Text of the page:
|Associated acts||Duran Duran|
The Rolling Stones
John left school at sixteen, and spent a few years working in a Fleet Street darkroom, churning out thousands of prints that were then dispatched to photo agencies for syndication. He processed the film for the wedding of Princess Margaret and Anthony Armstrong-Jones in 1960 and hoped that one day he would find himself behind the lens.
During the 1960s after months of rejection, John won a position as one of the few assistants employed to work with the photographers commissioned by Vogue magazine. For a budding young photographer the role was a dream come true. His tasks were menial: setting up backdrops, arranging the lights, taking exposure readings, loading and changing the cameras; but the experience provided John with an unrivalled foundation in the day-to-day realities of fashion photography. Moreover, it finally enabled him to achieve the goal towards which he had worked since leaving school – to work with David Bailey. In 1969, the dream became reality when he was asked by David Bailey to leave Vogue Studios to become his full-time assistant.
When John joined David Bailey’s entourage at the age of twenty-one, he found himself swept up in a glamorous world of beautiful women, parties, global travel, and international celebrities, which included being chauffeured in a Rolls Royce to Stonehenge with the Rolling Stones to shoot an album cover.
After four years working for David Bailey he left, never forgetting Bailey’s kindness in advancing him a year’s salary on his departure. Baily also allowed him to use his studio free of charge. It was the contacts that he made during the Bailey years, more than the photographs, that in fact made his early career. He was in the enviable position of being a trusted face at Vogue House and, as a result, was given regular monthly commissions to photograph the consumer goods that illustrated the ‘shophound’ pages. Ten years later John was fielding more commissions than he could commit to.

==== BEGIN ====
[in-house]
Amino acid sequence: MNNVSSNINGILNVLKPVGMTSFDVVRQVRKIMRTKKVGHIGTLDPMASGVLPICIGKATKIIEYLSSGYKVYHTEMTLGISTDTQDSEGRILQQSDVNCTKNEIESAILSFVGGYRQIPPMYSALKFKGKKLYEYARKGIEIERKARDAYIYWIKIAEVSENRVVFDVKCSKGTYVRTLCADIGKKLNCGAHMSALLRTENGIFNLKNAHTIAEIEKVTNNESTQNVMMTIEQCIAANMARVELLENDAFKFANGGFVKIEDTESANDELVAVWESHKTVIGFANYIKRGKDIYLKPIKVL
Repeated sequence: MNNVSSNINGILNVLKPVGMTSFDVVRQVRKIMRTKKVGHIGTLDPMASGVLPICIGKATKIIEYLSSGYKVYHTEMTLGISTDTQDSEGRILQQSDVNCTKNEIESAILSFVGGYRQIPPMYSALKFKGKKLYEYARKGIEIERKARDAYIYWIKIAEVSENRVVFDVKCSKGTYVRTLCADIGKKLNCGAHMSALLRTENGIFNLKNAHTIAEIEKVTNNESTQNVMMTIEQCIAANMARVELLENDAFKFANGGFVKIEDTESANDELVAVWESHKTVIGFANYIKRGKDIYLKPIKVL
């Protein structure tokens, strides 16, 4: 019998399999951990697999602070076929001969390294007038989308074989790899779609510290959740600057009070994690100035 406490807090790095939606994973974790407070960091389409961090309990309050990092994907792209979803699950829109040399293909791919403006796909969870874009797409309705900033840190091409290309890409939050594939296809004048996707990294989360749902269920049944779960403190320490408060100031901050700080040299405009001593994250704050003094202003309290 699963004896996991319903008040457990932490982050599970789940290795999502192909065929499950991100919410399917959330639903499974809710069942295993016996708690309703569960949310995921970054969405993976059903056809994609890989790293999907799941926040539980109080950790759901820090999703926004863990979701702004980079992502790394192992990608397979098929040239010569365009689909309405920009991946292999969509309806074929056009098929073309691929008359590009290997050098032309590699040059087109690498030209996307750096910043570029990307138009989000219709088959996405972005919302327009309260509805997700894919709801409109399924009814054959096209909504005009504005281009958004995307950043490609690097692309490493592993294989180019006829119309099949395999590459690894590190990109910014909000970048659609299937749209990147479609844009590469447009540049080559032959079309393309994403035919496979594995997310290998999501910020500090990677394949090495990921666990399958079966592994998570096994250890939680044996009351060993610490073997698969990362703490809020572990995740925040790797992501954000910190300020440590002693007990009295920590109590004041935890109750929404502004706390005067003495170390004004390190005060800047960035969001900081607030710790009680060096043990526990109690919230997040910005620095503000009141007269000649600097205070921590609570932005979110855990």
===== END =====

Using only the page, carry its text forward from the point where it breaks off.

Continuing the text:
In 1989 John had a one man show at The Royal Academy in Edinburgh, followed in 1990 by an exhibition at The National Portrait Gallery in Edinburgh. In July of the same year The Royal Photographic Society held a retrospective of his fashion work.
In 1993 John Swannell was awarded a Fellowship of The Royal Photographic Society; he was one of the youngest members to have achieved this status at the time. In November 1994, Diana, The Princess of Wales personally commissioned John to photograph her together with her sons.
From November 1996 to March 1997 John had a one man show of his portraits at The National Portrait Gallery in London to celebrate the publication of his book 'Twenty Years On' which are now held in their archives.
John photographed HRH The Princess Royal for her fortieth and fiftieth birthdays. The Royal Mail commissioned John to photograph the Duke and Duchess of Wessex for a stamp celebrating their wedding and for the celebration stamp marking the occasion of HM Queen Elizabeth the Queen Mother's 100th birthday in 2001. In 2002 John was one of the photographers asked to photograph HM the Queen to celebrate her Golden Jubliee. The images were used in the press and exhibited at Windsor Castle. The National Portrait Gallery in London has over fifty of his photographs, and The V&A, The National Portrait Gallery in Edinburgh, The Museum of Modern Art in New York and the Royal Photographic Society now have many of John's works in their permanent collections.
A selection of John Swannell's workEdit
A selection of books published by JohnEdit
- Fine Lines (1982)
- Naked Landscape (1986)
- Twenty Years On (1996)
- John Swannell Nudes (2007)